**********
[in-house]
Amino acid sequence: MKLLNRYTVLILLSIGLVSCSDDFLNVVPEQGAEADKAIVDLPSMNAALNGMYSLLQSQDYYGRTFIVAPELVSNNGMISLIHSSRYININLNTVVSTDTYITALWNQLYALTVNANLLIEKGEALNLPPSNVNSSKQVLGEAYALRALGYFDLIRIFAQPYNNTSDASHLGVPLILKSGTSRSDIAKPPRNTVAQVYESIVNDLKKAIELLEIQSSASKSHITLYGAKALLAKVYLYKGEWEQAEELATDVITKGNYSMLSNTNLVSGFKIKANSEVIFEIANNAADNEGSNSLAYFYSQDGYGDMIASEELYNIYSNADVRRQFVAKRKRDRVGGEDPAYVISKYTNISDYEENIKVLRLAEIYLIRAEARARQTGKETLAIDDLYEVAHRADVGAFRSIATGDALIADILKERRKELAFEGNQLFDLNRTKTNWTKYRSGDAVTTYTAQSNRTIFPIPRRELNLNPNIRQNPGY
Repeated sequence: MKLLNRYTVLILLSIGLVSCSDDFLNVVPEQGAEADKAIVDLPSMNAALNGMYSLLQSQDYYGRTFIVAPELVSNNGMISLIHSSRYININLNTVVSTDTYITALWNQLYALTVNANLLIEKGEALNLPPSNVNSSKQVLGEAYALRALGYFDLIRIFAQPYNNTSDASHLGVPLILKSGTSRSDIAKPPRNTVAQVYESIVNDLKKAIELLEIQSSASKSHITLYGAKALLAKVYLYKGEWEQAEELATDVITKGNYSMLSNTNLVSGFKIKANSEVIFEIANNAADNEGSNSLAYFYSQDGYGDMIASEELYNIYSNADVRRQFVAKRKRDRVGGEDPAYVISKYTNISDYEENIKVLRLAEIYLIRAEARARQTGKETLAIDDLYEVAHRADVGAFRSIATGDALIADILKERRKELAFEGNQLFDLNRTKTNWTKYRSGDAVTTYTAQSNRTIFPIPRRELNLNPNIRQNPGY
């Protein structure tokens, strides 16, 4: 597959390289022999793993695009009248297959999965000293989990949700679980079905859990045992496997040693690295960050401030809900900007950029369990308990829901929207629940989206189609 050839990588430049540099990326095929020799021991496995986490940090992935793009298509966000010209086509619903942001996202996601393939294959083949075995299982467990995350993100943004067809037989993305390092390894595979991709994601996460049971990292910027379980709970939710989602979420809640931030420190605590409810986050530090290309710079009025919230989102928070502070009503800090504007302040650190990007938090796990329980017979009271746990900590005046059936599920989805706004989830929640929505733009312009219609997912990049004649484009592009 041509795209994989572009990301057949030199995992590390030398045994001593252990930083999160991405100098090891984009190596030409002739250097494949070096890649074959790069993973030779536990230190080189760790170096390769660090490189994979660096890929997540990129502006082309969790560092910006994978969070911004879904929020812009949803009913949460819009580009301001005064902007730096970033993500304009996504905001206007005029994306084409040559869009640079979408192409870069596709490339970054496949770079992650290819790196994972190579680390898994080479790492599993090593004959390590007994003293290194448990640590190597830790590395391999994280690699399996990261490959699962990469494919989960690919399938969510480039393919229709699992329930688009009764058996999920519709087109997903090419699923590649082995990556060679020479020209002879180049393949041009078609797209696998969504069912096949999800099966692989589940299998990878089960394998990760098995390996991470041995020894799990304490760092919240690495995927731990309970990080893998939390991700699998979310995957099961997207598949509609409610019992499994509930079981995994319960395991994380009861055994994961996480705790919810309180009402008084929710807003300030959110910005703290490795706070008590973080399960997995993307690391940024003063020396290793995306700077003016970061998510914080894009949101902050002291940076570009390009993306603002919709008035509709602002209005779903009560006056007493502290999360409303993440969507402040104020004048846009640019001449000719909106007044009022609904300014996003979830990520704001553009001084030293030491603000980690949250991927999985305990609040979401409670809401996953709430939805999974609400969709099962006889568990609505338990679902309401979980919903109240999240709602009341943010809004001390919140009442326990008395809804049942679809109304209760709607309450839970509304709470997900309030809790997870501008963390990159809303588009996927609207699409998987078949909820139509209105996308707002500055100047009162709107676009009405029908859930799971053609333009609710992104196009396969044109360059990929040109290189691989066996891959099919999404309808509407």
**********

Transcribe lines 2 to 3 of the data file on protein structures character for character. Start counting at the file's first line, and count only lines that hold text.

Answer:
Amino acid sequence: MKLLNRYTVLILLSIGLVSCSDDFLNVVPEQGAEADKAIVDLPSMNAALNGMYSLLQSQDYYGRTFIVAPELVSNNGMISLIHSSRYININLNTVVSTDTYITALWNQLYALTVNANLLIEKGEALNLPPSNVNSSKQVLGEAYALRALGYFDLIRIFAQPYNNTSDASHLGVPLILKSGTSRSDIAKPPRNTVAQVYESIVNDLKKAIELLEIQSSASKSHITLYGAKALLAKVYLYKGEWEQAEELATDVITKGNYSMLSNTNLVSGFKIKANSEVIFEIANNAADNEGSNSLAYFYSQDGYGDMIASEELYNIYSNADVRRQFVAKRKRDRVGGEDPAYVISKYTNISDYEENIKVLRLAEIYLIRAEARARQTGKETLAIDDLYEVAHRADVGAFRSIATGDALIADILKERRKELAFEGNQLFDLNRTKTNWTKYRSGDAVTTYTAQSNRTIFPIPRRELNLNPNIRQNPGY
Repeated sequence: MKLLNRYTVLILLSIGLVSCSDDFLNVVPEQGAEADKAIVDLPSMNAALNGMYSLLQSQDYYGRTFIVAPELVSNNGMISLIHSSRYININLNTVVSTDTYITALWNQLYALTVNANLLIEKGEALNLPPSNVNSSKQVLGEAYALRALGYFDLIRIFAQPYNNTSDASHLGVPLILKSGTSRSDIAKPPRNTVAQVYESIVNDLKKAIELLEIQSSASKSHITLYGAKALLAKVYLYKGEWEQAEELATDVITKGNYSMLSNTNLVSGFKIKANSEVIFEIANNAADNEGSNSLAYFYSQDGYGDMIASEELYNIYSNADVRRQFVAKRKRDRVGGEDPAYVISKYTNISDYEENIKVLRLAEIYLIRAEARARQTGKETLAIDDLYEVAHRADVGAFRSIATGDALIADILKERRKELAFEGNQLFDLNRTKTNWTKYRSGDAVTTYTAQSNRTIFPIPRRELNLNPNIRQNPGY